Review of: Matthew Henry,
Complete Commentary on the Whole Bible , (1706), ch. 8
Matthew Henry was born in 1662 in a Welsh farmhouse close to the border of England and Wales. A few weeks earlier, his father Philip Henry (1631-1696) had been ejected from his ministry in the Established Church.
Along with nearly two thousand other ministers, Philip Henry had refused to submit to the Act of Uniformity, which had come into effect on 24 August 1662 and was radically opposed to all that Puritans like Henry stood for.
Philip thus left his charge at Worthenbury, Shropshire, and took up residence a few miles away at Iscoed, Flintshire. Matthew Henry’s formative years were consequently spent in a Christian community that lay ‘under the cross’ of state harassment and persecution.
Childhood and conversion
Matthew was Philip Henry’s second son. Born prematurely to his mother Katherine Henry, he apparently suffered from a weak constitution during his childhood. But what he lacked in physical health he made up for in spiritual vigor.
There is credible evidence that he could read portions of the Scriptures when he was only three years old. And according to his own reckoning, his conversion took place before he turned eleven. It was one of his father’s sermons that, in Henry’s words, ‘melted’ him and caused him to ‘enquire after Christ’.
Schooled by his gifted father till he was eighteen, Henry went on to study at a Nonconformist academy in Islington, then a village near London. After 1662, Nonconformists like Henry were barred from graduating from either of the ancient universities of Oxford and Cambridge. As a result, various Nonconformist academies had come into existence to provide a liberal arts education and training for ministry.
The tutor at this academy was an eminent Presbyterian scholar, Thomas Doolittle (1631-1707), who had been converted as a boy in Kidderminster under the preaching of Richard Baxter (1615-1691). In 1682, however, persecution forced the academy to move, and Henry returned home.
Ministry in Chester
Three years later he journeyed again to London, this time to study at Grays Inn, one of four principal London centers for law studies. Whatever the immediate motives behind this move, Henry ‘ever kept in view’ the vocation of pastoral ministry, says John Bickerton Williams in his biography of the Puritan commentator. However, this ambition was not realized until 1687.
Upon his return from London in June 1686, Henry began preaching in the neighborhood of his parents’ farm. The following year, while on business in Chester, he spoke for a number of evenings in the house of a baker.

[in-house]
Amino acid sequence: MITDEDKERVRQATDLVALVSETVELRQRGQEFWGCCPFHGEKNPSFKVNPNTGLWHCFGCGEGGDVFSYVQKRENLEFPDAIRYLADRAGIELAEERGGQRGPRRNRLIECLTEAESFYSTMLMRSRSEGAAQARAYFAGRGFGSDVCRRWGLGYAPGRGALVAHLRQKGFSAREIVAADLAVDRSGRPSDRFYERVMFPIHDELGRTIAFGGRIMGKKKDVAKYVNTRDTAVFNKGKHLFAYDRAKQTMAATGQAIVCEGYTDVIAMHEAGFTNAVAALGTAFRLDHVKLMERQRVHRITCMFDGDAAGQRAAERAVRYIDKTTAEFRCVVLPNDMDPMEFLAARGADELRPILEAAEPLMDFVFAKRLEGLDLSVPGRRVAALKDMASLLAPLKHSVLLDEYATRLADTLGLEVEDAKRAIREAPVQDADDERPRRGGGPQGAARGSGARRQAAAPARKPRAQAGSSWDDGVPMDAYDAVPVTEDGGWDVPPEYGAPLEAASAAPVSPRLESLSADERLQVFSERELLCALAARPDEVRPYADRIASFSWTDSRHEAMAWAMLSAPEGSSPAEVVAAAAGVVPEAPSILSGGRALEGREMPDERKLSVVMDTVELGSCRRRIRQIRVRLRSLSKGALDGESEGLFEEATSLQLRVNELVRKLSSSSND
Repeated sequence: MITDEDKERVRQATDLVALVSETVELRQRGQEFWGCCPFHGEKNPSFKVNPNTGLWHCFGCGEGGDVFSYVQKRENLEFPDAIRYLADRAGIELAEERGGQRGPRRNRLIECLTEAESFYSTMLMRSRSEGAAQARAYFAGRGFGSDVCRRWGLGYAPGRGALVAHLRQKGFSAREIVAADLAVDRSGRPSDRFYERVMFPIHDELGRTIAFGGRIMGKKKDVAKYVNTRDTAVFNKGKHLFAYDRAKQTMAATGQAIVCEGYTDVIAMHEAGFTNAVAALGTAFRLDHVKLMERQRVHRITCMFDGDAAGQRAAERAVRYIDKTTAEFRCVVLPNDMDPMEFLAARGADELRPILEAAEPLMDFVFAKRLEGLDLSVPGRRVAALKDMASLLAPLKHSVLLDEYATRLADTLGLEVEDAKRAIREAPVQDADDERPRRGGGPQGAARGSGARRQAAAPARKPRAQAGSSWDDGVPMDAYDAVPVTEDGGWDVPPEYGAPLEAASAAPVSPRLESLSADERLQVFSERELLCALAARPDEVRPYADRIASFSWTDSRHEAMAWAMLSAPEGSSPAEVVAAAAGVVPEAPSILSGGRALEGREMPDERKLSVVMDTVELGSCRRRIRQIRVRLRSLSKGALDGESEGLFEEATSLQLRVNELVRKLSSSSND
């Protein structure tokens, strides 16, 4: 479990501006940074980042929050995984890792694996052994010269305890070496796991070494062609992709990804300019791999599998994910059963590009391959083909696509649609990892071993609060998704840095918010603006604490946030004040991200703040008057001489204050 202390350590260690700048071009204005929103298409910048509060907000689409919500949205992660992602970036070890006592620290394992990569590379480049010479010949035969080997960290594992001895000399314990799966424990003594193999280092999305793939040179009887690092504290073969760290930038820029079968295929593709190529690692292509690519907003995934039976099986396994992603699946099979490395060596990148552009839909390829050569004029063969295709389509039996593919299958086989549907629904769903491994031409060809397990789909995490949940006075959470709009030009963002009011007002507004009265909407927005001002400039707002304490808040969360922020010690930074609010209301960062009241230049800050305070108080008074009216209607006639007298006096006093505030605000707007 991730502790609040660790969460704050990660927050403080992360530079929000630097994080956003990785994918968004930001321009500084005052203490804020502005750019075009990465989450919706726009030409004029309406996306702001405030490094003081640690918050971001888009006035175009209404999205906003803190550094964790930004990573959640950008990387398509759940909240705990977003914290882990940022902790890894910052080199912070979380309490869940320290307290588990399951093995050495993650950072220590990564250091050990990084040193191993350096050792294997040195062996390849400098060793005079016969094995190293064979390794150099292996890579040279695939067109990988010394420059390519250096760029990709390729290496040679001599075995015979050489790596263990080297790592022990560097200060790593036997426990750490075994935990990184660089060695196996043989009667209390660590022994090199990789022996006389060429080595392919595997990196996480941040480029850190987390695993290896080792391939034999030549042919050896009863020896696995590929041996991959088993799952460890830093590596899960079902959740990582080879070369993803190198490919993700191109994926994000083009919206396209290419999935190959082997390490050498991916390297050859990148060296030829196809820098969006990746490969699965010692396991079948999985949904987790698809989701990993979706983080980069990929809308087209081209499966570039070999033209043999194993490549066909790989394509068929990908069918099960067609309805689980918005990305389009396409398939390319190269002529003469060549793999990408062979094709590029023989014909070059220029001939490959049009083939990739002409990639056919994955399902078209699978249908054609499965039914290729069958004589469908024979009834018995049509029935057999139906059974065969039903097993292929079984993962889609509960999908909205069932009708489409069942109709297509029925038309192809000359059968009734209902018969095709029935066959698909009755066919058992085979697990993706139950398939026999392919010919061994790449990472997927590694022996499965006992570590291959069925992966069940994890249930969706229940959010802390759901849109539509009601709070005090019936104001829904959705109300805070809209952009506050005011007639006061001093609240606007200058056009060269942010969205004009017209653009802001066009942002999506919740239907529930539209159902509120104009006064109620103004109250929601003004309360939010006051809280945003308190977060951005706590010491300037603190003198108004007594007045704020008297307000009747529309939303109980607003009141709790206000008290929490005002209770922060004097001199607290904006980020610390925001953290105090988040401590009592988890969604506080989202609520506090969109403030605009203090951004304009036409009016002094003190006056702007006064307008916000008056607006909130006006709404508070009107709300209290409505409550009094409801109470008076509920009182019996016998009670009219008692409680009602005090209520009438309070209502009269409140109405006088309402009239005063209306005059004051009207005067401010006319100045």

His preaching made a favorable impression on a good number of Chester Nonconformists, and he was subsequently asked to become the minister of a Presbyterian congregation in the town.
Henry went once again to London to be ordained on 9 March 1687 by six Presbyterian pastors. This group included Richard Steele (1629-1692), a native of Cheshire who had been involved in the ordination of Matthew Henry’s father thirty years’ earlier.
Henry began his ministry in early June 1687. Over the course of the next two decades his congregation increased to more than 350 members. Not surprisingly, his success as a pastor caused other churches to seek him as their minister.
Door of opportunity
He declined calls from two London churches in 1699 and 1702, a Manchester cause in 1705, and from two more London churches in 1708. The church in the capital that had sought to call him in 1699 was located in Hackney, and they renewed their efforts in 1710.
Discussion between Henry and the leadership of this church went back and forth for several months. Finally, in mid-July 1711, Henry set down on paper eleven reasons he believed were leading him to London.
Foremost among them was his conviction that ‘a much wider door of opportunity to do good’ was open in London than in Chester. He also noted that in London he would have much better access to printers and libraries, a matter of some concern since he was now engaged in writing his monumental commentary on the Word of God.
His ministry in London commenced on 18 May 1712. It is noteworthy that he preached to a much smaller congregation that Lord’s Day than the one he had left in Chester. According to J. B. Williams, there were fewer than a hundred members in the church when Henry came. The two years of ministry in London were ones of zealous activity, but also ones in which Henry became increasingly ill, suffering from diabetes and repeated attacks of kidney stones. Worn out by his labors, he died from a stroke while on a preaching tour of Cheshire in June 1714.
Exposition of the Bible
Henry was the author of a goodly number of publications, some of which had a wide circulation in the years following his death — for example, A Communicant’s Companion (a treatise on the frame of heart in which to receive the Lord’s Supper written in 1704) and Directions for Daily Communion with God (1712). But the work for which Henry is best known is undoubtedly The Exposition of the Old and New Testaments.